Rain Bosworth studies how deaf children experience the world | Science News

In a darkened room in Rochester, N.Y., a baby girl in a pink onesie peers at a computer screen. Wherever she looks, an eye tracker follows — recording her gaze patterns for future analysis.

The baby, about 6 months old, is neither deaf nor hard of hearing. And she’s never been exposed to sign language of any sort. But somehow, she and others her age can tell the difference between gestures and formal signs. When a woman onscreen uses American Sign Language, these young babies tend to pay attention, locking their eyes on her hands. When she makes non-sign gestures, babies often look at her face instead or look away.

“I thought it was pretty remarkable,” says Rain Bosworth, an experimental psychologist at the Rochester Institute of Technology whose team reported the results in 2022 in Frontiers in Psychology. The work suggests that babies have an innate sensitivity to sign language.

That idea — that infants are primed to pick up any language, whether spoken or signed — can be hard for people to believe, she says. After all, we live in a hearing-centric world. “There is a bias to think of spoken language as somehow superior to signed language.” But that’s just not true, she says. “Sign language is a full and real language, just as powerful as English.”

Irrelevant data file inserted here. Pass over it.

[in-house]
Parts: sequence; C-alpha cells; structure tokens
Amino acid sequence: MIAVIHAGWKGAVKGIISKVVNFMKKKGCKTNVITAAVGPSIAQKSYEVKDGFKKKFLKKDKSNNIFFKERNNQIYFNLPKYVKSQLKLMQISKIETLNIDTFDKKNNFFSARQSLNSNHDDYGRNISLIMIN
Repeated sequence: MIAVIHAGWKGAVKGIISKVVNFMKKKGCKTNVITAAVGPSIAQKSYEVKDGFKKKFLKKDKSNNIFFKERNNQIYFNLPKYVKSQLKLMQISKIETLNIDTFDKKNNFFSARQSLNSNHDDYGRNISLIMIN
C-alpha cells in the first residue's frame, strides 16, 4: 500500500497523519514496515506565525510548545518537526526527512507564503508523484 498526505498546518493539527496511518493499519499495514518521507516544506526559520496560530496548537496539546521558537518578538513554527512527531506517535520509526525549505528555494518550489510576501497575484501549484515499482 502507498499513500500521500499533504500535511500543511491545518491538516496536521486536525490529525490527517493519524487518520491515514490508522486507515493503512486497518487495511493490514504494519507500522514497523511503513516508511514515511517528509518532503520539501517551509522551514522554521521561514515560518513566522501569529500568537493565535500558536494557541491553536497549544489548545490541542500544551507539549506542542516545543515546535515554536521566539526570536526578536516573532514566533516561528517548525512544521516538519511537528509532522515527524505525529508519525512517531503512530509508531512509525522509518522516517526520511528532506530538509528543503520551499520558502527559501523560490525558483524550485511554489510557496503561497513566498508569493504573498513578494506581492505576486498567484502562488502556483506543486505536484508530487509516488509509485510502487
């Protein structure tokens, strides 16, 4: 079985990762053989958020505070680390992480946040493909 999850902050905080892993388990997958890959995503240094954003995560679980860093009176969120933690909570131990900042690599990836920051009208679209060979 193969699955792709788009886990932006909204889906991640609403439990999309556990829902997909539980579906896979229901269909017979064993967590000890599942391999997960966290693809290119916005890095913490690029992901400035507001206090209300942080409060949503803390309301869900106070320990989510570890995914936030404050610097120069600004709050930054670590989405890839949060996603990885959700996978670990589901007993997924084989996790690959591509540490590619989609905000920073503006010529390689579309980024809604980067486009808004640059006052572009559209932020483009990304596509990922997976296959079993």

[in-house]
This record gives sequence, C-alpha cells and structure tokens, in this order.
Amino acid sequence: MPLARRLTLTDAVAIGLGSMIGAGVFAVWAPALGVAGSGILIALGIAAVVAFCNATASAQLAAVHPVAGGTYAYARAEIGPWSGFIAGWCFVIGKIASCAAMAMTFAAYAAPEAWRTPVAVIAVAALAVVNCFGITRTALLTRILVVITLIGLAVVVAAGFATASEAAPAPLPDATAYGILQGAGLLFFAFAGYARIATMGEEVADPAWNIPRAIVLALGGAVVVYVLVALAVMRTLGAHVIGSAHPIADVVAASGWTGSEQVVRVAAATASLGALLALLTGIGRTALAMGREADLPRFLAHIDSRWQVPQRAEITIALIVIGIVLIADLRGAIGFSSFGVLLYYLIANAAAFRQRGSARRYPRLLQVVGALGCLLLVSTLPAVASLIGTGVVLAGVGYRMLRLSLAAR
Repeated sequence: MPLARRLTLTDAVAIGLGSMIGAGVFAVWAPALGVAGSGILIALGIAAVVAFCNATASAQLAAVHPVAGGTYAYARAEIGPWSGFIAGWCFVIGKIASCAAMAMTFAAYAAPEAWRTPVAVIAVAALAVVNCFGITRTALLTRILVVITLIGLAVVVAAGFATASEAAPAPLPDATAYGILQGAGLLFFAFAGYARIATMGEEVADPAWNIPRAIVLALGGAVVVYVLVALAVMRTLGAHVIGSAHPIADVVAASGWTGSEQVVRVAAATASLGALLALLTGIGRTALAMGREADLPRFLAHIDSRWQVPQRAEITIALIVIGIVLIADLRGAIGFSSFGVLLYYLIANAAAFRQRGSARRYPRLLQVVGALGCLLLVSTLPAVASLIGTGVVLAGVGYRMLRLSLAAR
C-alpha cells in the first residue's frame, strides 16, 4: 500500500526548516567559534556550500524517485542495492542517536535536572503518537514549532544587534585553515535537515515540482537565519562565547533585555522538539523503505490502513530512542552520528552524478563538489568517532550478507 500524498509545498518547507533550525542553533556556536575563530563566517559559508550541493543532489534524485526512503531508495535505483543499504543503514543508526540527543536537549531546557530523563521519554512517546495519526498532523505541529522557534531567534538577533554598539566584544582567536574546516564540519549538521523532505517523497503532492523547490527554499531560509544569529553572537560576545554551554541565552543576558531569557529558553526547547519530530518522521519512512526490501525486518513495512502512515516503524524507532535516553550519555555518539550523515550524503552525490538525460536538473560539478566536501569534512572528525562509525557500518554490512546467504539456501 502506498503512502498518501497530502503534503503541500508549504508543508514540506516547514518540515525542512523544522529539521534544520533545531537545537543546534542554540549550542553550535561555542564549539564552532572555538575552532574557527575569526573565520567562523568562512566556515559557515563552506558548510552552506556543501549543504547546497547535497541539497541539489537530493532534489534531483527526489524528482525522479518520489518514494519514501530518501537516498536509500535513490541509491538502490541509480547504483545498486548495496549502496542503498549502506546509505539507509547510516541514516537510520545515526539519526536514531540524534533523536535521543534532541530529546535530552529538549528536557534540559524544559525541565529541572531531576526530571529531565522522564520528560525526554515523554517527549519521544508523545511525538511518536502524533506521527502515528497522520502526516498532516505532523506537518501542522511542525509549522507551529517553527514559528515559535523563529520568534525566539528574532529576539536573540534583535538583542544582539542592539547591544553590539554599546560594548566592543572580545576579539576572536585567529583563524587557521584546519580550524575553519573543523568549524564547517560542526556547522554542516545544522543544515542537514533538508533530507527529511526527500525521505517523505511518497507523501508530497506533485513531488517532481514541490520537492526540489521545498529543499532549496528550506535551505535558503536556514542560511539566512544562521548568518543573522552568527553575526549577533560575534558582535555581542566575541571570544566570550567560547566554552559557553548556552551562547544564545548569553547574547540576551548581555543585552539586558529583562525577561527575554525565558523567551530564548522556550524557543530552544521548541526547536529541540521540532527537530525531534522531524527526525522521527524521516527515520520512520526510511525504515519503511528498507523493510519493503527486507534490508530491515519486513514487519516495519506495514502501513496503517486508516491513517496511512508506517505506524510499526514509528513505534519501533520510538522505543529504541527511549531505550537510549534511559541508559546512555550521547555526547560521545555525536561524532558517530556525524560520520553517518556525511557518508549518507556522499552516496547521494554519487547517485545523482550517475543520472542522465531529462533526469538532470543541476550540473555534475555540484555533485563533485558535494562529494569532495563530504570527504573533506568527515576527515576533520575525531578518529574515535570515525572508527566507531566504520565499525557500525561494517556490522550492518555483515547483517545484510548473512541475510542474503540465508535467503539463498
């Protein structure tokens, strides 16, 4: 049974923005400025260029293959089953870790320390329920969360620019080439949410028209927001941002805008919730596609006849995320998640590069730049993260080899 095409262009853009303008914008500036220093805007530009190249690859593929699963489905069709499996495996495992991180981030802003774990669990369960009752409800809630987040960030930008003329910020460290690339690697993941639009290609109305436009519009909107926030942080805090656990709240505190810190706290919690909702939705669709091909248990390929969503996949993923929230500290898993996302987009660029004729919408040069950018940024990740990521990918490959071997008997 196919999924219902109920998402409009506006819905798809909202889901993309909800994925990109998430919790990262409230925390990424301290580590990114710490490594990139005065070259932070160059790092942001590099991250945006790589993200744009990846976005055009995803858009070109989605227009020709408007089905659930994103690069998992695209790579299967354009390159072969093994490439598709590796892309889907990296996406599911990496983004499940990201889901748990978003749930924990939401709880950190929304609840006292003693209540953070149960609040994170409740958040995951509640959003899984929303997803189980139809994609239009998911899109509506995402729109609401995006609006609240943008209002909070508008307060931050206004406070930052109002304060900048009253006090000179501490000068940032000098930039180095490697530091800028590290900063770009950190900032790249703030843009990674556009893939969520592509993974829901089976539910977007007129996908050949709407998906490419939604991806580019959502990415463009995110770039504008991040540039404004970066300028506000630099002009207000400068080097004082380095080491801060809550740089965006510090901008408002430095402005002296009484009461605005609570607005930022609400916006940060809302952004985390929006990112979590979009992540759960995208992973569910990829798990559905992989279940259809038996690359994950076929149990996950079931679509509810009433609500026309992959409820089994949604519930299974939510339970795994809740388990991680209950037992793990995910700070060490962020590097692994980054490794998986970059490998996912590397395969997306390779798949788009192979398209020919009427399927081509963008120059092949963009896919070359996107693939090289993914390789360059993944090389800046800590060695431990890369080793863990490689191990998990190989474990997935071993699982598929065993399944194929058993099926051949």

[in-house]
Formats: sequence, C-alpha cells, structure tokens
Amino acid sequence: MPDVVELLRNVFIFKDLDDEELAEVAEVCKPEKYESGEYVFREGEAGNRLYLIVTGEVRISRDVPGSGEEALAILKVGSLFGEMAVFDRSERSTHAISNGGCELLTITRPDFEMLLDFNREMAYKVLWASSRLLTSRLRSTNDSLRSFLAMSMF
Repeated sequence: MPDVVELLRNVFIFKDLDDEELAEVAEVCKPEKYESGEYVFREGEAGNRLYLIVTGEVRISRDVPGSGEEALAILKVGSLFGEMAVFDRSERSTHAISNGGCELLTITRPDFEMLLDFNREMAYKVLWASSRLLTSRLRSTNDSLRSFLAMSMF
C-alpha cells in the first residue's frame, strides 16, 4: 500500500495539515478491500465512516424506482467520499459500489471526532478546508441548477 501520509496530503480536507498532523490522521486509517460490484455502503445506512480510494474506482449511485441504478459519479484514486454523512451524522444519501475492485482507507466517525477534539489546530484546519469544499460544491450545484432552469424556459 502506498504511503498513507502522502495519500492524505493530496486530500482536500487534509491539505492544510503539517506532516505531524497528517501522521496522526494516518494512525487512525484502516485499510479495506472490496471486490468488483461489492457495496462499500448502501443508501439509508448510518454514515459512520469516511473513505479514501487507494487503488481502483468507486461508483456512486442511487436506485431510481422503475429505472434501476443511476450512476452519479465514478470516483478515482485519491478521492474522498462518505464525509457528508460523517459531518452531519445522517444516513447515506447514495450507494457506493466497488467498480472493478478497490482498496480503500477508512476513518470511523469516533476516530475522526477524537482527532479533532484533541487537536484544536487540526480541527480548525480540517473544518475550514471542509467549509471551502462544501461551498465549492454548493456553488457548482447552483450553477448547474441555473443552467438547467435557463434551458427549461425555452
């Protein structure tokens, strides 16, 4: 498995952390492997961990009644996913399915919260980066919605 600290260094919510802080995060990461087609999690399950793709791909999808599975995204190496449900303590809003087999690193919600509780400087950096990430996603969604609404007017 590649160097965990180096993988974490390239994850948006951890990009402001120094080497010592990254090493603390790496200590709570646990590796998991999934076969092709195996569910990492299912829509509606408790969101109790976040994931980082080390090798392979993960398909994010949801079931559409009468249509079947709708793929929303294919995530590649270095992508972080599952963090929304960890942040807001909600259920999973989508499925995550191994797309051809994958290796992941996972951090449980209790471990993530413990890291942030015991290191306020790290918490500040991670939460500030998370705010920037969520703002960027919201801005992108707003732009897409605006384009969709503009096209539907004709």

Bosworth investigates how people learn and process sign language through studies on deaf and hearing people’s use of vision and touch. With this and other research, she aims to understand how early sensory input — like seeing parents use sign language or hearing scientific jargon spoken at home — shapes our development.

In 2022, after three years at RIT’s National Technical Institute for the Deaf, Bosworth established a new research lab there dubbed PLAY Lab (for Perception, Language and Attention in Youth). She’s passionate about reframing negative perceptions of sign language and deaf people. Deaf herself, Bosworth feels she’s the right person to come up with study questions, she tells me via interpreters on Zoom. “I think about science nonstop 24/7.”

Bosworth’s career is a testament to her tenacity, says Karen Emmorey, a cognitive neuroscientist at San Diego State University. Deaf researchers can face challenges hearing people may never consider, like being asked to arrange interpreters for lectures, meetings, social events — and interviews. But Bosworth is stubborn, Emmorey says. “She’s going to persevere and do what she needs to do to succeed.”

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